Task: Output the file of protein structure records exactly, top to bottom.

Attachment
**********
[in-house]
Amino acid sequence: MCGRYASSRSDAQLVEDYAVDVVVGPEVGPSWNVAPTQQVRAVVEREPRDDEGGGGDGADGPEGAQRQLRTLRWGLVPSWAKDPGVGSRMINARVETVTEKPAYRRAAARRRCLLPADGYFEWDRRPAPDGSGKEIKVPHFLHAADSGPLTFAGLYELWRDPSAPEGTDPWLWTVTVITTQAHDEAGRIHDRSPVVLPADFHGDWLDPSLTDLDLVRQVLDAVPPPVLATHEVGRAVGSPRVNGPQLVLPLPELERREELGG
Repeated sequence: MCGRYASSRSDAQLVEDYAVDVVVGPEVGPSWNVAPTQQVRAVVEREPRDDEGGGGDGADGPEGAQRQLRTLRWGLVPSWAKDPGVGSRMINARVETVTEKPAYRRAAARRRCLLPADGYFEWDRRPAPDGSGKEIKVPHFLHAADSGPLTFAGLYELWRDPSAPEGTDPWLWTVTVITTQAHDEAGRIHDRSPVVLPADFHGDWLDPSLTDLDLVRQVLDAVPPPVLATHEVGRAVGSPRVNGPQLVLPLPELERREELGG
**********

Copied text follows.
[in-house]
Amino acid sequence: MCGRYASSRSDAQLVEDYAVDVVVGPEVGPSWNVAPTQQVRAVVEREPRDDEGGGGDGADGPEGAQRQLRTLRWGLVPSWAKDPGVGSRMINARVETVTEKPAYRRAAARRRCLLPADGYFEWDRRPAPDGSGKEIKVPHFLHAADSGPLTFAGLYELWRDPSAPEGTDPWLWTVTVITTQAHDEAGRIHDRSPVVLPADFHGDWLDPSLTDLDLVRQVLDAVPPPVLATHEVGRAVGSPRVNGPQLVLPLPELERREELGG
Repeated sequence: MCGRYASSRSDAQLVEDYAVDVVVGPEVGPSWNVAPTQQVRAVVEREPRDDEGGGGDGADGPEGAQRQLRTLRWGLVPSWAKDPGVGSRMINARVETVTEKPAYRRAAARRRCLLPADGYFEWDRRPAPDGSGKEIKVPHFLHAADSGPLTFAGLYELWRDPSAPEGTDPWLWTVTVITTQAHDEAGRIHDRSPVVLPADFHGDWLDPSLTDLDLVRQVLDAVPPPVLATHEVGRAVGSPRVNGPQLVLPLPELERREELGG